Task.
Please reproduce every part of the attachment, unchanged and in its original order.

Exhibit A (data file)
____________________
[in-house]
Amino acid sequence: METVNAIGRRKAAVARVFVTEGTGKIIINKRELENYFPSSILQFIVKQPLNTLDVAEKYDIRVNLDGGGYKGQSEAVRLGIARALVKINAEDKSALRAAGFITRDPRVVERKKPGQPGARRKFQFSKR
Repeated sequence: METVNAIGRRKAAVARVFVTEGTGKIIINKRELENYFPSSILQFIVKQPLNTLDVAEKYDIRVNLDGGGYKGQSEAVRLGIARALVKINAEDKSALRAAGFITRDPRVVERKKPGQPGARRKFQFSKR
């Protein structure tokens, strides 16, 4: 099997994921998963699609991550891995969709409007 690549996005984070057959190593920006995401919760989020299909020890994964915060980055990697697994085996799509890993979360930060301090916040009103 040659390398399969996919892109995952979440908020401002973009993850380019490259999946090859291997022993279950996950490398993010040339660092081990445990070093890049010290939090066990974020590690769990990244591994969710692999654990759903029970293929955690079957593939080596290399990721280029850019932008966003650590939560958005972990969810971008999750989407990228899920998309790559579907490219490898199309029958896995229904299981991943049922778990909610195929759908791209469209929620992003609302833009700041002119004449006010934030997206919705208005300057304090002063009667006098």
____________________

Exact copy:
[in-house]
Amino acid sequence: METVNAIGRRKAAVARVFVTEGTGKIIINKRELENYFPSSILQFIVKQPLNTLDVAEKYDIRVNLDGGGYKGQSEAVRLGIARALVKINAEDKSALRAAGFITRDPRVVERKKPGQPGARRKFQFSKR
Repeated sequence: METVNAIGRRKAAVARVFVTEGTGKIIINKRELENYFPSSILQFIVKQPLNTLDVAEKYDIRVNLDGGGYKGQSEAVRLGIARALVKINAEDKSALRAAGFITRDPRVVERKKPGQPGARRKFQFSKR
């Protein structure tokens, strides 16, 4: 099997994921998963699609991550891995969709409007 690549996005984070057959190593920006995401919760989020299909020890994964915060980055990697697994085996799509890993979360930060301090916040009103 040659390398399969996919892109995952979440908020401002973009993850380019490259999946090859291997022993279950996950490398993010040339660092081990445990070093890049010290939090066990974020590690769990990244591994969710692999654990759903029970293929955690079957593939080596290399990721280029850019932008966003650590939560958005972990969810971008999750989407990228899920998309790559579907490219490898199309029958896995229904299981991943049922778990909610195929759908791209469209929620992003609302833009700041002119004449006010934030997206919705208005300057304090002063009667006098």